If you have been reading this blog from the beginning, perhaps as a continuation from the tutorial, you may have noticed by now that whenever the value analysis is not precise enough, the first thing to try is option -slevel.

frama-c -val .../builtin.c m.c -slevel 100

          s.p ∈ {{ &a ;}}
           .q ∈ {{ &a ; &b ;}}
           .i ∈ [17..42]
           .d ∈ [3. .. 7.]
           .j ∈ {456; }
          d.p ∈ {{ &a ;}}
           .q[bits 0 to 7]# ∈ {{ &a ; &b ;}} misaligned 0%32 
           .q[bits 8 to 15]# ∈ {{ &a ; &b ;}} misaligned 0%32 
           .q[bits 16 to 23]# ∈ {{ &a ; &b ;}} misaligned 0%32 
           .q[bits 24 to 31]# ∈ {{ &a ; &b ;}} misaligned 0%32 
           .i[bits 0 to 7]# ∈ [17..42] misaligned 0%32 
           .i[bits 8 to 15]# ∈ [17..42] misaligned 0%32 
           .i[bits 16 to 23]# ∈ [17..42] misaligned 0%32 
           .i[bits 24 to 31]# ∈ [17..42] misaligned 0%32 
           .d[bits 0 to 7]# ∈ [3. .. 7.] misaligned 32%64 
           .d[bits 8 to 15]# ∈ [3. .. 7.] misaligned 32%64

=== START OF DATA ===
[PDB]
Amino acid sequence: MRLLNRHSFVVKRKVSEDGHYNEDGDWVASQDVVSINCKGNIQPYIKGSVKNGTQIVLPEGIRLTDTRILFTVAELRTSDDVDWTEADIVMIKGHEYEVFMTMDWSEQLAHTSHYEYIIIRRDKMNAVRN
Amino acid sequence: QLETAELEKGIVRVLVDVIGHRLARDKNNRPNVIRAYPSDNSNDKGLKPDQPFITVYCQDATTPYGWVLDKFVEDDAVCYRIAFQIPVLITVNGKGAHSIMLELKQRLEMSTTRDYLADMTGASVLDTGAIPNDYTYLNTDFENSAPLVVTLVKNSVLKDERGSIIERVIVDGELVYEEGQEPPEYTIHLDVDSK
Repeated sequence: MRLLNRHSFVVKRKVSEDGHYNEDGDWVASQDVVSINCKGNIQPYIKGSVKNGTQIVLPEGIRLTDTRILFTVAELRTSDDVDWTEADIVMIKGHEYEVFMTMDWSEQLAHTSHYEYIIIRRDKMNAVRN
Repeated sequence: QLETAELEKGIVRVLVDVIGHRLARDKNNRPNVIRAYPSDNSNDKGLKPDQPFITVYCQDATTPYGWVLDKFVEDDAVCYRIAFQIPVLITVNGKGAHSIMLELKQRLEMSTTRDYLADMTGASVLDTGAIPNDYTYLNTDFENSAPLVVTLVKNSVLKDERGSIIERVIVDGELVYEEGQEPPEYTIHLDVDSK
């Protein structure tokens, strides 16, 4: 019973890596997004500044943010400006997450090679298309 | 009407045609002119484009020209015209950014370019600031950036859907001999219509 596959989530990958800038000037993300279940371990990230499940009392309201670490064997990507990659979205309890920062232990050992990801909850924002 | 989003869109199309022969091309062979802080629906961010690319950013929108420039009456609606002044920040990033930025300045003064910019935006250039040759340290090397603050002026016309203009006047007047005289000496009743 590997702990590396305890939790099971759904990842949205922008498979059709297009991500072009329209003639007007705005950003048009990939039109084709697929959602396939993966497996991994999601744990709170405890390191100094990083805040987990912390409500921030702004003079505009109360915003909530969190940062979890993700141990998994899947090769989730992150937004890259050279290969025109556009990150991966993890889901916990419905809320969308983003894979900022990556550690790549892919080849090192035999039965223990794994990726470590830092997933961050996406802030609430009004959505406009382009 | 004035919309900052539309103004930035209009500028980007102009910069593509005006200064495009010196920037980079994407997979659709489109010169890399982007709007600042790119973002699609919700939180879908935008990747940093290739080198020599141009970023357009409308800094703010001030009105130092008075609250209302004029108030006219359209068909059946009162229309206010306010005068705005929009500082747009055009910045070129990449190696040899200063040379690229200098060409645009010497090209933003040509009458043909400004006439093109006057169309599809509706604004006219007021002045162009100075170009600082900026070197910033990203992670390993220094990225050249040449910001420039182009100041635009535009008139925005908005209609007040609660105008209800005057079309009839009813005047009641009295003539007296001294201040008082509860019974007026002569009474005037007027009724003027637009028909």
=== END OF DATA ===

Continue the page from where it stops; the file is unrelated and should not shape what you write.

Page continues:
.d[bits 16 to 23]# ∈ [3. .. 7.] misaligned 32%64 
           .d[bits 24 to 31]# ∈ [3. .. 7.] misaligned 32%64 
           .d[bits 32 to 39]# ∈ [3. .. 7.] misaligned 32%64 
           .d[bits 40 to 47]# ∈ [3. .. 7.] misaligned 32%64 
           .d[bits 48 to 55]# ∈ [3. .. 7.] misaligned 32%64 
           .d[bits 56 to 63]# ∈ [3. .. 7.] misaligned 32%64 
           .j ∈ {456; }

Good news: all fields of d are now guaranteed to be initialized. In addition, the information available for each field is more precise than before. The information about fields .j and .p has been perfectly preserved during the memcpy from s to d, whereas fields .q, .i and .d are only known to contain several 8-bit slices of values. This is what the "misaligned ..." part of each line mean.

For instance, line ".i[bits 0 to 7]# ∈ [17..42] misaligned 0%32" uses this mention in order to avoid giving the impression that bits 0 to 7 of field .i contain [17..42]. Instead, there was a 32-bit value [17..42] somewhere in memory, and a 8-bit slice of that value was copied to the first 8 bits or .i.